North Carolina And South Carolina Bankruptcy Laws And Creditor Rights Factorial

NORTH and SOUTH CAROLINA NEW BANKRUPTCY LAWS: Bankruptcy is a federal court process designed to help individuals and businesses eliminate their debts or repay them under the protection of the bankruptcy court. Bankruptcies can generally be described as liquidation or reorganization. Under a liquidation bankruptcy (Chapter 7), a claimant files to eliminate debt through the bankruptcy court. Under a reorganization bankruptcy (Chapters 13), a claimant files a plan with the bankruptcy court proposing how to repay creditors.

As of October 17, 2005, the requirements in which a debtor may file Chapter 7 bankruptcy have changed under the Bankruptcy Abuse Prevention and Consumer Protection Act. Debtors are required to seek budget and credit counseling six months prior to filing, financial "testing"is required to determine the debtor's capacity for debt repayment, Chapter 7 cannot be filed if the household income is greater than the median household income as deemed by the state, and state exemptions cannot be applied unless the debtor has resided at current residence for over two years.

Due to the imposed requirements for Chapter 7 bankruptcy as set forth by the new laws, debtors who are presently eligible to file under Chapter 7 will have to file under Chapter 13 bankruptcy instead, in which individuals and creditors agree to a court-imposed plan that requires some or all debts be repaid over five years, with an appointed trustee assigned to monitor the repayment process. Bankruptcy filings will continue to be recorded on an individual's credit report for seven years in the case of Chapter 13, and up to ten years for Chapter 7. For additional information related to New Bankruptcy Laws, contact creditor bankruptcy lawyer William "Bill"Ellison of the McIntosh Law Firm, P.C.


The following information is based upon general creditor bankruptcy guidelines and should not substitute the competent legal counsel of an experienced creditor rights attorney. Please contact North and South Carolina creditor bankruptcy Attorney William "Bill"Ellison of the McIntosh Law Firm, P.C., for further information regarding your specific creditor claim.

Upon a debtor filing for bankruptcy, a creditor should now:

1. Cease any collection action - including telephone calls, billing or law suits that might be pending against the debtor. The automatic stay protects the debtor and his property from all forms of collection during the bankruptcy. In Chapter 13, the stay also protects co-debtors on consumer debts.

2. File a claim with the court. The notice of the bankruptcy sent by the court clerk tells you where to file a proof of claim and the deadline for doing so. Act promptly since deadlines are strictly enforced in bankruptcy case.

Attach a copy of any contracts or judgment concerning your claim, or a summary of the claim, if the supporting documents are voluminous to the proof of claim form. Get the claim form online if the court did not send one to you.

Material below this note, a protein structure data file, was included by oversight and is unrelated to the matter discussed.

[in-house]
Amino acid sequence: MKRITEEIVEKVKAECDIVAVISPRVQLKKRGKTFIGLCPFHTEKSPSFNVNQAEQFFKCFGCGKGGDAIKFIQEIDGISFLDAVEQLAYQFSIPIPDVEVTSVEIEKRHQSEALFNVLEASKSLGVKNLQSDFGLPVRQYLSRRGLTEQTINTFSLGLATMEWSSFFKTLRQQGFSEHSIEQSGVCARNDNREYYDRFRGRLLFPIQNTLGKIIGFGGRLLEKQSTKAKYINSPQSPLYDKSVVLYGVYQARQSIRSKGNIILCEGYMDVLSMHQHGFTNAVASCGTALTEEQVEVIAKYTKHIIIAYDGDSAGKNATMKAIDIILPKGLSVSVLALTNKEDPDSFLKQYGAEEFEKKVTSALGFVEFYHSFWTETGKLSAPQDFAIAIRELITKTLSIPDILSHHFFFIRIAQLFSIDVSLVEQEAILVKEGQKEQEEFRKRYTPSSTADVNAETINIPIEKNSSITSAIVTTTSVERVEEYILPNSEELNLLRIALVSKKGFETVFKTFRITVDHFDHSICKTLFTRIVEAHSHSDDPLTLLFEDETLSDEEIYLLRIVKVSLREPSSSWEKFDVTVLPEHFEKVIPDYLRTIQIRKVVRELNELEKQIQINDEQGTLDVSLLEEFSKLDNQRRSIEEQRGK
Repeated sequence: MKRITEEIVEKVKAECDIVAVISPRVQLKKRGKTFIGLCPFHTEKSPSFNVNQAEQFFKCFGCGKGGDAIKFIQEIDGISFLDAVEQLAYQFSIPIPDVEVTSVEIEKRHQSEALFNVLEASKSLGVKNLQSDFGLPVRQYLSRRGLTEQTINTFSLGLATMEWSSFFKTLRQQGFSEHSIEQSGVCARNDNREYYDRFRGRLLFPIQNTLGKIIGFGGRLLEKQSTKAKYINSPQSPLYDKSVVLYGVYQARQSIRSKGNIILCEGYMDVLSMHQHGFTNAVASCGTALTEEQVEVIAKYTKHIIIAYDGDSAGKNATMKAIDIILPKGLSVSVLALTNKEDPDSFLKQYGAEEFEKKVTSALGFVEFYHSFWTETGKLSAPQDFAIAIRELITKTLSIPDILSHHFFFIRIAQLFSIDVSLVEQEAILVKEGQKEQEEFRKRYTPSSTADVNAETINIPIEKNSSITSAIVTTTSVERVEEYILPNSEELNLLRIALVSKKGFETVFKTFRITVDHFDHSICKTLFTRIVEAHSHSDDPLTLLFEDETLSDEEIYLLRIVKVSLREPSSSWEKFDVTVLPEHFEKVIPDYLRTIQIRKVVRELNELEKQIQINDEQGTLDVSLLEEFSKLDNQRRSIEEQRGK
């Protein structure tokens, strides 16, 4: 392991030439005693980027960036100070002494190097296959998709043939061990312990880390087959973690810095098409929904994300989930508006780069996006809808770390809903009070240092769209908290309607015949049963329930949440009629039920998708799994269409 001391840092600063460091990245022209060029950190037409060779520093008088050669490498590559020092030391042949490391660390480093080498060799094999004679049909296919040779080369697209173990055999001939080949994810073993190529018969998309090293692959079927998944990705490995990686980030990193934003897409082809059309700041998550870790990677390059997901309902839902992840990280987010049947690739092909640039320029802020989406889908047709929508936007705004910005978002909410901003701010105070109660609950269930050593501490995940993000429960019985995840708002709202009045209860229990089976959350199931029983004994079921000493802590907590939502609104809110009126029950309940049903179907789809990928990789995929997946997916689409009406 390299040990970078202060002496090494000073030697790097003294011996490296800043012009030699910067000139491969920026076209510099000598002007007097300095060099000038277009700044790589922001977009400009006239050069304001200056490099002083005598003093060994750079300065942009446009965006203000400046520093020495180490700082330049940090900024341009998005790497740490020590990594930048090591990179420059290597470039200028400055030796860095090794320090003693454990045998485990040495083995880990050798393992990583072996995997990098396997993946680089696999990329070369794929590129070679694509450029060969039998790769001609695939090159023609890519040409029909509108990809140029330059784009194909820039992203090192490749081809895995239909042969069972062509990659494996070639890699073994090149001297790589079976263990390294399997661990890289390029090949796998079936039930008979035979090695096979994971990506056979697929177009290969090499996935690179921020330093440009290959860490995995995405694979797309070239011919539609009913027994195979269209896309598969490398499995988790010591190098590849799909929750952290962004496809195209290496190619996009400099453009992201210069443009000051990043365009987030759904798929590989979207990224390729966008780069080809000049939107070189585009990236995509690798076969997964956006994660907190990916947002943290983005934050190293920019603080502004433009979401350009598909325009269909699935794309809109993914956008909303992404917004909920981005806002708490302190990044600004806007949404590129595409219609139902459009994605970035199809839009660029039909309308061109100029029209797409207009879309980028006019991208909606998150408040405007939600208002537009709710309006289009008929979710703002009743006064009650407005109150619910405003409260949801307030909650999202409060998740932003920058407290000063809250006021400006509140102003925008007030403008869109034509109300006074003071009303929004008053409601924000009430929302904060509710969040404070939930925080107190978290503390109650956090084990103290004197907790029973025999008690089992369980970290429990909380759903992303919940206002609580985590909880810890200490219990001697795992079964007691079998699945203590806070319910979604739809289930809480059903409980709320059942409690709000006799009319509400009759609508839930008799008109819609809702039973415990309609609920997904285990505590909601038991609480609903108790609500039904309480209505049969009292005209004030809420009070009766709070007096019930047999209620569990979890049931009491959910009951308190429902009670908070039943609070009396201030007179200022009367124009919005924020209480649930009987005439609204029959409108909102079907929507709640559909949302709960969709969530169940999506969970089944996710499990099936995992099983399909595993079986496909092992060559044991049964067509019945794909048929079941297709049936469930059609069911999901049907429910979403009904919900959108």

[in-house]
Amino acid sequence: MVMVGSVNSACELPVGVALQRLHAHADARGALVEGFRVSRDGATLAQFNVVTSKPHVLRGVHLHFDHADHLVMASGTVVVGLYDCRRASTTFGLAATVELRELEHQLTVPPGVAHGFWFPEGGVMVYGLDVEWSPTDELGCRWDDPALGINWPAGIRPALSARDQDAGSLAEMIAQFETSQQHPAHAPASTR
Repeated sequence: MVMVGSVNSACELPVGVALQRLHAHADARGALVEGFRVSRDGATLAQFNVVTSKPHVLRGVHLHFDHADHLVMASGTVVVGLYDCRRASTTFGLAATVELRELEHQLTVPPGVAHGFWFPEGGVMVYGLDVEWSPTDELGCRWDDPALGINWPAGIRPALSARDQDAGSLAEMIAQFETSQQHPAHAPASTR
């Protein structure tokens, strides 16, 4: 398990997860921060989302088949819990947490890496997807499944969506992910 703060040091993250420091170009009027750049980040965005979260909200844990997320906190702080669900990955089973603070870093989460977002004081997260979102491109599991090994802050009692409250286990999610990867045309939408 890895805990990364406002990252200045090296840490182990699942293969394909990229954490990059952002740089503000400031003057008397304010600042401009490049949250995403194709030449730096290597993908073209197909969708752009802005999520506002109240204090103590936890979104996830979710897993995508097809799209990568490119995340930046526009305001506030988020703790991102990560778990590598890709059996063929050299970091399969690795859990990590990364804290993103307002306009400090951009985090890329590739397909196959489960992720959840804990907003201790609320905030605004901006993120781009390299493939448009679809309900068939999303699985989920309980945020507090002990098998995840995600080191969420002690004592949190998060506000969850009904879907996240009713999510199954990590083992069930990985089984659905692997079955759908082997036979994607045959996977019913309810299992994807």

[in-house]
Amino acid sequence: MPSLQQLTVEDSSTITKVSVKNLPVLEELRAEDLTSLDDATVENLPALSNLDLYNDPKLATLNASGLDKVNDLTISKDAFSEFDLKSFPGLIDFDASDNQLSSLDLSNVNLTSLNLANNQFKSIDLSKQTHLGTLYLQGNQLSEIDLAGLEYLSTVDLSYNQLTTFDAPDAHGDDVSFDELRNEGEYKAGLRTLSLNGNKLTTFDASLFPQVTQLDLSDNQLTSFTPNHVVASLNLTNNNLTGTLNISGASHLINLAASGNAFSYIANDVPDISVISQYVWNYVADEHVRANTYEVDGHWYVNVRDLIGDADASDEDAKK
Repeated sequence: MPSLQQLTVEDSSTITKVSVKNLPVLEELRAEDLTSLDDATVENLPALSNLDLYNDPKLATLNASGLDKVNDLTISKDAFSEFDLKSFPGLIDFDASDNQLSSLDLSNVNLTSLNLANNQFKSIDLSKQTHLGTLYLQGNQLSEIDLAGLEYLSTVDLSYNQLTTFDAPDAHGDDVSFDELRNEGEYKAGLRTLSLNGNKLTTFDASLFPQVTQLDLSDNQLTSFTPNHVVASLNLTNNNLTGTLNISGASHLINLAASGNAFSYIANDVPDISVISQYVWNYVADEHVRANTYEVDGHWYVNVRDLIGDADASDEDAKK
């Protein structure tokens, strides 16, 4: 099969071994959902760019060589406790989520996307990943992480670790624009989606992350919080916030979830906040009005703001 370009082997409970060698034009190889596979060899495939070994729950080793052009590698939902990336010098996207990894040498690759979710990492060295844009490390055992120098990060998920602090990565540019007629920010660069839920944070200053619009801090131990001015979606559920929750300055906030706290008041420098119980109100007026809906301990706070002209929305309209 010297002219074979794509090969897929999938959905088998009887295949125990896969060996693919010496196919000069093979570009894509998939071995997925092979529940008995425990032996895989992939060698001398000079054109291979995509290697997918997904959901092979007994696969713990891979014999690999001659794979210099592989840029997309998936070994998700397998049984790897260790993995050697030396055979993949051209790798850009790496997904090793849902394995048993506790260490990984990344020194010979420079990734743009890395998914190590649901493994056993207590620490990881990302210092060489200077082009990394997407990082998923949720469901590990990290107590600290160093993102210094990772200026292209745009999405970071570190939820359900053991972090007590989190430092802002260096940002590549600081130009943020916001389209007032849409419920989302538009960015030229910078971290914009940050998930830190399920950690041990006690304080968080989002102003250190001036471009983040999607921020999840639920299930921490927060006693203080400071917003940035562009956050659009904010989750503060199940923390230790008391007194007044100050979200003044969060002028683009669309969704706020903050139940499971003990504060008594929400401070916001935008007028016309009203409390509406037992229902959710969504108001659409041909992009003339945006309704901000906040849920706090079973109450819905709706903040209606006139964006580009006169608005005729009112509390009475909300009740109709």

3. Consider whether your claim is dischargeable. Certain kinds of claims are non dischargeable in an individual's Chapter 7 bankruptcy case. Examples of non-dischargeable claims are certain obligations arising in divorce, debts incurred by fraud or willful and malicious acts by the debtor, or damages arising from drunk driving.

Consult a lawyer promptly if your claim arguably falls in one of those categories where you must file an adversary proceeding in the bankruptcy case to preserve your claim after bankruptcy: the time lines are very short in bankruptcy. The complete list of debts not dischargeable in Chapter 7 is found in 11 U.S.C. 523.

4. Determine whether your claim is secured by the debtor's assets. Secured creditors have a lien giving them specific rights to the property which is the collateral for their claim. Most often, those rights are created by, and described in, a deed of trust on real property, a security agreement on personal property, or a judgment lien.

Secured creditors have the best chance of getting relief from the automatic stay or "adequate protection payments" to prevent a decline in the equity available to secured their claim.

5. Share information with the trustee. If you suspect that the debtor's schedules aren't telling the whole story, which assets are concealed or have been transferred, contact the trustee and provide any documents or facts that might help the trustee recover money for the estate, or challenge the debtor's right to a discharge.

Creditor vigilance is the best deterrent to abuse of the bankruptcy system. Creditors are entitled to question the debtor under oath about assets, liabilities and financial history at the first meeting of creditors or by separately scheduled examinations under Rule 2004 of the Federal Rules of Bankruptcy Procedure.

6. Monitor the progress of the case. Some bankruptcies are dismissed for the debtor's failure to comply with the requirements of the Code. When that happens, creditors are free to pursue collection according to state law. Sometimes cases originally classified as "no asset" cases blossom into asset cases from which a dividend may be paid.

If you or someone you know in North Carolina or South Carolina would like further information regarding creditor bankruptcy rights and creditor collections, contact creditor bankruptcy Attorney William "Bill" Ellison of the McIntosh Law Firm at (877) 835-6645, or use the contact form provided on this site to schedule a free consultation with an experienced South Carolina creditor bankruptcy lawyer.

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